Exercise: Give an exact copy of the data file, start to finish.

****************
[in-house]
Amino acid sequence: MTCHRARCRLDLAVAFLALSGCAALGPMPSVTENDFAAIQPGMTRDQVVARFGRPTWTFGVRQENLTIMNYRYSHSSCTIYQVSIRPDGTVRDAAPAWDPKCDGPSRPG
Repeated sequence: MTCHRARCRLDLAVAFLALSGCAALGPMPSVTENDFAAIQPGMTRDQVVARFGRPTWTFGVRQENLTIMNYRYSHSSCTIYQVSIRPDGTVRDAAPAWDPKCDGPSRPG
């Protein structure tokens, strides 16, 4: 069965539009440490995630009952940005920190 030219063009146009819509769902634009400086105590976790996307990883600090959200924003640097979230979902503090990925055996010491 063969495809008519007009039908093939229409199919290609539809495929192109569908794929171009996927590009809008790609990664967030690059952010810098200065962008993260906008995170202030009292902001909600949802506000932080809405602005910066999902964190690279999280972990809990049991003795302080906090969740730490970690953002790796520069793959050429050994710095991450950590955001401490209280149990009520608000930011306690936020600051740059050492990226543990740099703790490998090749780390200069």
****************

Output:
[in-house]
Amino acid sequence: MTCHRARCRLDLAVAFLALSGCAALGPMPSVTENDFAAIQPGMTRDQVVARFGRPTWTFGVRQENLTIMNYRYSHSSCTIYQVSIRPDGTVRDAAPAWDPKCDGPSRPG
Repeated sequence: MTCHRARCRLDLAVAFLALSGCAALGPMPSVTENDFAAIQPGMTRDQVVARFGRPTWTFGVRQENLTIMNYRYSHSSCTIYQVSIRPDGTVRDAAPAWDPKCDGPSRPG
């Protein structure tokens, strides 16, 4: 069965539009440490995630009952940005920190 030219063009146009819509769902634009400086105590976790996307990883600090959200924003640097979230979902503090990925055996010491 063969495809008519007009039908093939229409199919290609539809495929192109569908794929171009996927590009809008790609990664967030690059952010810098200065962008993260906008995170202030009292902001909600949802506000932080809405602005910066999902964190690279999280972990809990049991003795302080906090969740730490970690953002790796520069793959050429050994710095991450950590955001401490209280149990009520608000930011306690936020600051740059050492990226543990740099703790490998090749780390200069």